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Chapter 1 : Persistent Bacterial Infections: Commensalism Gone Awry or Adaptive Niche?

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Abstract:

Researchers traditionally divide the biological relationships of equilibrium between coexisting species into three exclusive categories. The category best known to medical bacteriologists is parasitism, the biological state in which one organism benefits while the other is harmed. A second state, symbiosis, describes the situation in which both species derive benefit. The third state is commensalism, in which the host neither benefits nor is harmed. Recently, the spectrum of virulence has been categorized according to the ways in which the host facilitates the pathogenicity of the microbial biota. Ancient human populations typically consisted of small bands of perhaps several hundred individuals who interacted with other bands and tribes for purposes of warfare, commerce, and intermarriage. Researchers have classified the strategies used by the pathogen to circumvent complex host defenses as (i) sequestration, (ii) humoral evasion, and (iii) cellular evasion strategies. Certain persistent bacterial infections are characterized by the presence of a physical barrier between the microbe and the host. Careful analysis of the biology of persistence will permit new insights that can be broadly useful to science and ultimately to clinicians.

Citation: Nataro J, Blaser M, Cunningham-Rundles S. 2000. Persistent Bacterial Infections: Commensalism Gone Awry or Adaptive Niche?, p 3-10. In Nataro J, Blaser M, Cunningham-Rundles S (ed), Persistent Bacterial Infections. ASM Press, Washington, DC. doi: 10.1128/9781555818104.ch1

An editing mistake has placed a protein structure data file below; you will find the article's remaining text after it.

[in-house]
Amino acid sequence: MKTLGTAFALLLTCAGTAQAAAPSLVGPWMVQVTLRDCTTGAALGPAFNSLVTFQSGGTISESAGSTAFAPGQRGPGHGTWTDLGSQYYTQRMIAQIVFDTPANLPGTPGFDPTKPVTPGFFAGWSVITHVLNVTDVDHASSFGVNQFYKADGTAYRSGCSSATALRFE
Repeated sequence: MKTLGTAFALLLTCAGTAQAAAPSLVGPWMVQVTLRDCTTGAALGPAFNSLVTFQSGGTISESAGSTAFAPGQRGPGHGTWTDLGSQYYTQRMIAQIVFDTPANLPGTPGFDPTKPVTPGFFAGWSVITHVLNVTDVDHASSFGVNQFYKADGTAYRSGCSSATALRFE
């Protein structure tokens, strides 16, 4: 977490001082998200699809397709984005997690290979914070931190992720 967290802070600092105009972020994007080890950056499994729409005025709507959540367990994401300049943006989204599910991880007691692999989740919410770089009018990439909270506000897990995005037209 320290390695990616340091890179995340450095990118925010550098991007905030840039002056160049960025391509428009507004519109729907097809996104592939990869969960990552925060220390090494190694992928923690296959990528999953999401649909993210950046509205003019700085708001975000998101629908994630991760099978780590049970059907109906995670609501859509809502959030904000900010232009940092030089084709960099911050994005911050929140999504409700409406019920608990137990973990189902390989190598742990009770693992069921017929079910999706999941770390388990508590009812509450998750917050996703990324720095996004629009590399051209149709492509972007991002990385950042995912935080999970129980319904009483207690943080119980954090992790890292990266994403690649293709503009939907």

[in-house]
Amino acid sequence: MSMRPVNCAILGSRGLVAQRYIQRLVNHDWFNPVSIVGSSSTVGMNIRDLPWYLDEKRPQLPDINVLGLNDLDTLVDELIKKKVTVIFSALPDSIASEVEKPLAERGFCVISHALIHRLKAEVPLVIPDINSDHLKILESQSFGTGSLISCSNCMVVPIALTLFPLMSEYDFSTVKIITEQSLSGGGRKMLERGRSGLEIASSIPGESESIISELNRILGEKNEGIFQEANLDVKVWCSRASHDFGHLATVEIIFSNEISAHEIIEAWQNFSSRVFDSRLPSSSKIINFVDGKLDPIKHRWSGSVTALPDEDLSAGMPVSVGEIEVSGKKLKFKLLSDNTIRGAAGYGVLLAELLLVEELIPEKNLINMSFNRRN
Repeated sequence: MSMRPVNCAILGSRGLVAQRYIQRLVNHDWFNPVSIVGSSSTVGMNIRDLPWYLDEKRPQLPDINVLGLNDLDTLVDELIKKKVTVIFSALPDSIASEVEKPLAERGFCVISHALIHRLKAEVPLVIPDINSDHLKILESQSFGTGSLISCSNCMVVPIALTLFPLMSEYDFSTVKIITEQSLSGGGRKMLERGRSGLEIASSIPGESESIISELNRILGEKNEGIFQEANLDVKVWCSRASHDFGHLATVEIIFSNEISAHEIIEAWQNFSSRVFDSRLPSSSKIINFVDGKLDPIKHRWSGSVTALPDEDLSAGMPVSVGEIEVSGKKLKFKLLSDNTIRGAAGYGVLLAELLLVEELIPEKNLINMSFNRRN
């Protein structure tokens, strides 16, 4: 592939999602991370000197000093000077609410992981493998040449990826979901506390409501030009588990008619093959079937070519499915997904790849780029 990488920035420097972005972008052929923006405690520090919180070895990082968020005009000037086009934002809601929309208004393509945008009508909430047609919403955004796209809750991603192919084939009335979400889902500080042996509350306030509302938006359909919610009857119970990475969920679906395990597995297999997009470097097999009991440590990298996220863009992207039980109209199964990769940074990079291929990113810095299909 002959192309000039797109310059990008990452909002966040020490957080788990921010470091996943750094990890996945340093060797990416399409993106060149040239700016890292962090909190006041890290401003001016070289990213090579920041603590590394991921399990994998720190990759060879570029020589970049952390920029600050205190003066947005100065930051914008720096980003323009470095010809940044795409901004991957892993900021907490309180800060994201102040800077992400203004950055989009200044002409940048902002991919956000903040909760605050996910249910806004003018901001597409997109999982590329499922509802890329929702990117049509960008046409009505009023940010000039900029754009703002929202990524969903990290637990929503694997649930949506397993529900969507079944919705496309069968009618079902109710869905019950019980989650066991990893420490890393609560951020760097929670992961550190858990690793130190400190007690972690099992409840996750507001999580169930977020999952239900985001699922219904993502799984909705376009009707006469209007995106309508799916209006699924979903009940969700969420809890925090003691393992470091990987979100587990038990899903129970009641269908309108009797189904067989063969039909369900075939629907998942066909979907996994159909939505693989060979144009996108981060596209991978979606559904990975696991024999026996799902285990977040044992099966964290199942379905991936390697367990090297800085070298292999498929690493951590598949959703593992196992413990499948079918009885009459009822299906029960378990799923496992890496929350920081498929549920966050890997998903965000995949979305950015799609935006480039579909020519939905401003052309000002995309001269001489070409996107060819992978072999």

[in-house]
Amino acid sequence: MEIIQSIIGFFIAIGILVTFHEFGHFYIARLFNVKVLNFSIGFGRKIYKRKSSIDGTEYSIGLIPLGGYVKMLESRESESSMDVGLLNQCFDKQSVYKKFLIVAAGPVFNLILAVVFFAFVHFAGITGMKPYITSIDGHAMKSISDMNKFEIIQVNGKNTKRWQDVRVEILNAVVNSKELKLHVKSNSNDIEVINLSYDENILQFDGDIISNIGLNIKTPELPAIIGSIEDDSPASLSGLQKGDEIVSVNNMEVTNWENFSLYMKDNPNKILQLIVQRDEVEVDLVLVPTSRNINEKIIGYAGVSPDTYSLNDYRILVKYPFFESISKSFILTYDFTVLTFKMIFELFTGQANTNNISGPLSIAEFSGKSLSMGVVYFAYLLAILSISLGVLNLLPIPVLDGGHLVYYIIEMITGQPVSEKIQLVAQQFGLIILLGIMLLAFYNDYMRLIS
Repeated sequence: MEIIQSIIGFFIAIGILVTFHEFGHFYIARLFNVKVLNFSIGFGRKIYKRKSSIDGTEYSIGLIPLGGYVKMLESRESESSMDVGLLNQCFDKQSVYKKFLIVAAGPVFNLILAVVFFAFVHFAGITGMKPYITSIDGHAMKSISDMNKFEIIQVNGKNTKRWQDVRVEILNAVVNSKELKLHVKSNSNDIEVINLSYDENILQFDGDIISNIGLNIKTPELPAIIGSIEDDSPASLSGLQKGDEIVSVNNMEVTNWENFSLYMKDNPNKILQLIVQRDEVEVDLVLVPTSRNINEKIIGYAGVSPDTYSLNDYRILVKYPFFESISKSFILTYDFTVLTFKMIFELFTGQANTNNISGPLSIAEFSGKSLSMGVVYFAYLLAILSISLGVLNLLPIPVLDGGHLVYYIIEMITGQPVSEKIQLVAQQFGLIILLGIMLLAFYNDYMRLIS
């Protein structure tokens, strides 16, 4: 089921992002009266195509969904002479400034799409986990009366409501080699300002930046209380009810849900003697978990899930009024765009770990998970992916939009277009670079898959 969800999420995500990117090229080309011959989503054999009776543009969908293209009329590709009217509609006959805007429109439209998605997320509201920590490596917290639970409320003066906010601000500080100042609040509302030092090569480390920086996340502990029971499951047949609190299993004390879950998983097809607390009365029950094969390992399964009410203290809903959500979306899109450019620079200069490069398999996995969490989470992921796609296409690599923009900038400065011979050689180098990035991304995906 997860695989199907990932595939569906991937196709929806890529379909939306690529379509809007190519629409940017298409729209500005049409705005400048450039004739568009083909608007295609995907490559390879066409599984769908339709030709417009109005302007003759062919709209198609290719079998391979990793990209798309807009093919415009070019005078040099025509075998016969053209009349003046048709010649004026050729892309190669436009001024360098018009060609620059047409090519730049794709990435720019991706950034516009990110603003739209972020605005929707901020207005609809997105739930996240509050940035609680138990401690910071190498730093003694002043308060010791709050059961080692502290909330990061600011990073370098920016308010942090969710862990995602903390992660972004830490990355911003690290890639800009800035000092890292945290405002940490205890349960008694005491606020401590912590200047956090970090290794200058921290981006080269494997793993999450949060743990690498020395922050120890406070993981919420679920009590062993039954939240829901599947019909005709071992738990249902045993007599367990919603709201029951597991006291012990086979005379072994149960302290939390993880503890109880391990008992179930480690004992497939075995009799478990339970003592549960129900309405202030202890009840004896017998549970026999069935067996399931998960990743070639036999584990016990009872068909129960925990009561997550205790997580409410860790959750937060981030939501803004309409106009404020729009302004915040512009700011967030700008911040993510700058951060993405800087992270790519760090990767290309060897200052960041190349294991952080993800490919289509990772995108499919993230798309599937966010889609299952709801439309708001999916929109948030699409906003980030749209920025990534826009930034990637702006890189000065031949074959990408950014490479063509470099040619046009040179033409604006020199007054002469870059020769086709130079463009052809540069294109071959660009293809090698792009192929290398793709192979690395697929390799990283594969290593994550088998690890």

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Outer Membrane Proteins
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Cytotoxic T Cell
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Infectious Diseases
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Urinary Tract Infections
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Human Lyme Disease
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Figures

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FIGURE 1

Mechanisms by which bacteria circumvent the actions of the innate and acquired immune responses. T h e major immune effectors comprise phagocytic cells, T-cell lineages, complement and other soluble antibacterial factors, and specific antibodies. Bacterial pathogens have evolved means to avoid these mechanisms. Since the immune system works in concert, persistent bacterial pathogens must deploy a variety of host avoidance approaches simultaneously. Examples of the various host avoidance mechanisms are presented in Tables 1 and 2 .

Citation: Nataro J, Blaser M, Cunningham-Rundles S. 2000. Persistent Bacterial Infections: Commensalism Gone Awry or Adaptive Niche?, p 3-10. In Nataro J, Blaser M, Cunningham-Rundles S (ed), Persistent Bacterial Infections. ASM Press, Washington, DC. doi: 10.1128/9781555818104.ch1
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References

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Tables

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TABLE 1

Bacterial defenses against humoral immunity

Citation: Nataro J, Blaser M, Cunningham-Rundles S. 2000. Persistent Bacterial Infections: Commensalism Gone Awry or Adaptive Niche?, p 3-10. In Nataro J, Blaser M, Cunningham-Rundles S (ed), Persistent Bacterial Infections. ASM Press, Washington, DC. doi: 10.1128/9781555818104.ch1
Generic image for table
TABLE 2

Defenses against cell-mediated host mechanisms

Citation: Nataro J, Blaser M, Cunningham-Rundles S. 2000. Persistent Bacterial Infections: Commensalism Gone Awry or Adaptive Niche?, p 3-10. In Nataro J, Blaser M, Cunningham-Rundles S (ed), Persistent Bacterial Infections. ASM Press, Washington, DC. doi: 10.1128/9781555818104.ch1

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